Back to the books: Jackrabbits return to campus


Gracie Terrall, News Editor

Sawyer Bernd, a freshman at South Dakota State University, awoke the first morning of classes anxious to start his first year of college. However, instead of making the trek across campus, Bernd settled into his desk, ready to listen to his Zoom lecture. 

Bernd, like all college freshmen across the country, is kicking off his college experience in an unconventional, isolated way.

“It would have been nice to be in-person to actually meet my instructor and for that first impression to be face-to-face,” Bernd said. 

In response to the pandemic that swept across the nation early this year, SDSU implemented a hybrid lecture system to minimize the contact people have with each other in the classroom. Professors are encouraged to split their classes between in-person lectures and online Zoom meetings. When in the classroom, everyone is required to wear face coverings and spread out as much as possible.

Although these measures are intended to keep everyone safe, students can already feel the disconnect with their peers and professors.

“It sucks not being able to have those small conversations before class with people who have the same likes as me,” Bernd said. “Not being able to have that personal level with the instructor, that’s kind of difficult.”

Despite all of these changes, the university is working to ensure students still have as close to an authentic college experience that is allowed at this time.

Provost of Academic Affairs Dennis Hedge oversees the academic operations on campus and was a part of the JacksRBack team that helped departments make the necessary changes for this semester.

“We wanted to elevate our conversations on campus about [connecting with students during challenging times], and really ask faculty and staff members to be intentional about connecting with students,” Hedge said.

Despite the abrupt change to online learning last March, Hedge reported no drop in the overall grade point average and attendance of students. He largely attributes this to students’ ability to retain information better with a multi-modality learning environment.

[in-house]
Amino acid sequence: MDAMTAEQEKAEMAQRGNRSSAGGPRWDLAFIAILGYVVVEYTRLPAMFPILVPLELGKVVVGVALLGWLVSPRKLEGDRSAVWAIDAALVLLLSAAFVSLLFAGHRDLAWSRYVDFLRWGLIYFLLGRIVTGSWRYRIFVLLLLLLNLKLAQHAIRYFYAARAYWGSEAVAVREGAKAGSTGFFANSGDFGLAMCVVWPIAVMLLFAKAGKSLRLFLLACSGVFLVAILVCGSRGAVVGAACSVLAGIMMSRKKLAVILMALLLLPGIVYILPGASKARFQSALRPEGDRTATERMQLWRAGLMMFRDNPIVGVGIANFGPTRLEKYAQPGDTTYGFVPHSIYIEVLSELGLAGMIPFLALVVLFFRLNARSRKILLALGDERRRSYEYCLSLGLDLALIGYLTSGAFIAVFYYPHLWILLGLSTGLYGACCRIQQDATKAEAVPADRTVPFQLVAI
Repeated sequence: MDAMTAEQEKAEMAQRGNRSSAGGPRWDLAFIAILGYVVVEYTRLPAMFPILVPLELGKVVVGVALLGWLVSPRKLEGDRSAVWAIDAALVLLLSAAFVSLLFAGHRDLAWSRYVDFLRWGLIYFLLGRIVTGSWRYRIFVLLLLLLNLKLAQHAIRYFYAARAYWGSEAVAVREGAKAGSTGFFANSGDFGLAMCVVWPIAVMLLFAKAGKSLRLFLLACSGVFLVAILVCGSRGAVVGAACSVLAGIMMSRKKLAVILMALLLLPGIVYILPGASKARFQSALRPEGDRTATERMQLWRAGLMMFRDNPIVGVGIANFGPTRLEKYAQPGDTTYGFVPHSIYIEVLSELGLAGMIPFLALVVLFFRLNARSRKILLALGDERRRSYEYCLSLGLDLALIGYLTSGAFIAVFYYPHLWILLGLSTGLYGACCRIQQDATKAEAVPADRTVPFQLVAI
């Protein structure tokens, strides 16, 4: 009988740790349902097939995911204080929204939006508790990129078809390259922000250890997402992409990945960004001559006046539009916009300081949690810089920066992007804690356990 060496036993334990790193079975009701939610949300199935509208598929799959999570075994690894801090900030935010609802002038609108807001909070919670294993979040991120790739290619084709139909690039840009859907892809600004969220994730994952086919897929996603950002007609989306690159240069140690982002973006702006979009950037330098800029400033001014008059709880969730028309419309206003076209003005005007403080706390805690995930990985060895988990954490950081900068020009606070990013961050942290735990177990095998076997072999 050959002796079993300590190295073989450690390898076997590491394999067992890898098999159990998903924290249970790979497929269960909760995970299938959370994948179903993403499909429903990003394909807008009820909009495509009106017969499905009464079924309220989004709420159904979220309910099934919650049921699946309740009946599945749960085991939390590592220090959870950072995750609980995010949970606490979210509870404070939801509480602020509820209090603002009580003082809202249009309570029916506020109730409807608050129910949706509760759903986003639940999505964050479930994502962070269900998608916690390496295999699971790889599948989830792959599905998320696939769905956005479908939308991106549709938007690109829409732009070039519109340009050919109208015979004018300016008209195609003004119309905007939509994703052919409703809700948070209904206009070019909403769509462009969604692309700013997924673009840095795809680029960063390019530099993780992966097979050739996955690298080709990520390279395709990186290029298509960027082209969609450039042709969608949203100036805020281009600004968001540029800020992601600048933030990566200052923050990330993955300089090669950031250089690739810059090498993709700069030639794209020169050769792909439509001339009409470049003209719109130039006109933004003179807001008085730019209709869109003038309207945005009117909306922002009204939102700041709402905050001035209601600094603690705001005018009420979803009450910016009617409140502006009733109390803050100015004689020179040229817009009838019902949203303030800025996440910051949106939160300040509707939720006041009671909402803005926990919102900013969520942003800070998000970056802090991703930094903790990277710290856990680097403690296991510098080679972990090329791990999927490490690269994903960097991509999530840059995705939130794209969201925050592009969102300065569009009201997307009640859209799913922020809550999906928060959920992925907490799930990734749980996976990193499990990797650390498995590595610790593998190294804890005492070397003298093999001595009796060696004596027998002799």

“The opportunity to have a hands-on, face-to-face experience, but then have that supplemented with something that you may do through an electronic learning platform, actually becomes a higher level of learning,” Hedge said.

Hedge is hopeful that this unexpected form of learning will be beneficial for the Fall 2020 semester as well. As a matter-of-fact, students are already showing more interest in academia this year than in previous.

The retention rate, or the number of new freshmen that continued with their bachelor studies at SDSU, is up by over 3% from last year.

According to Hedge, this time last year, the preliminary retention rate was at 78.51%. During the first week of classes, the retention rate was 81.60%.

Hopefully, a successful partial-semester of online learning has prepared students for the hybrid system in place today. Students certainly seem eager to get back on campus and begin learning again.

However, students must also do their part in keeping everyone safe if the university has any hope to remain open and operational.

Bernd, coming from a town much smaller than Brookings, stresses about the heightened potential for contracting the virus.

“I have to keep in mind to keep my friend group small and to keep up with hand sanitizer and stuff,” Bernd said. “It’s nice being in a bigger city to be a part of a bigger community, but I have to take precautions to take it more seriously.”

Hedge also cautions people to take the pandemic seriously and to do their part so SDSU can remain open for students to continue learning in a hybrid environment until the risk is decreased.

“We’re all a part of a Jackrabbit family, and that means not only do we have to look out for our own individual health and safety, but we’re in this together,” Hedge said. “We have an obligation to look out for each other.”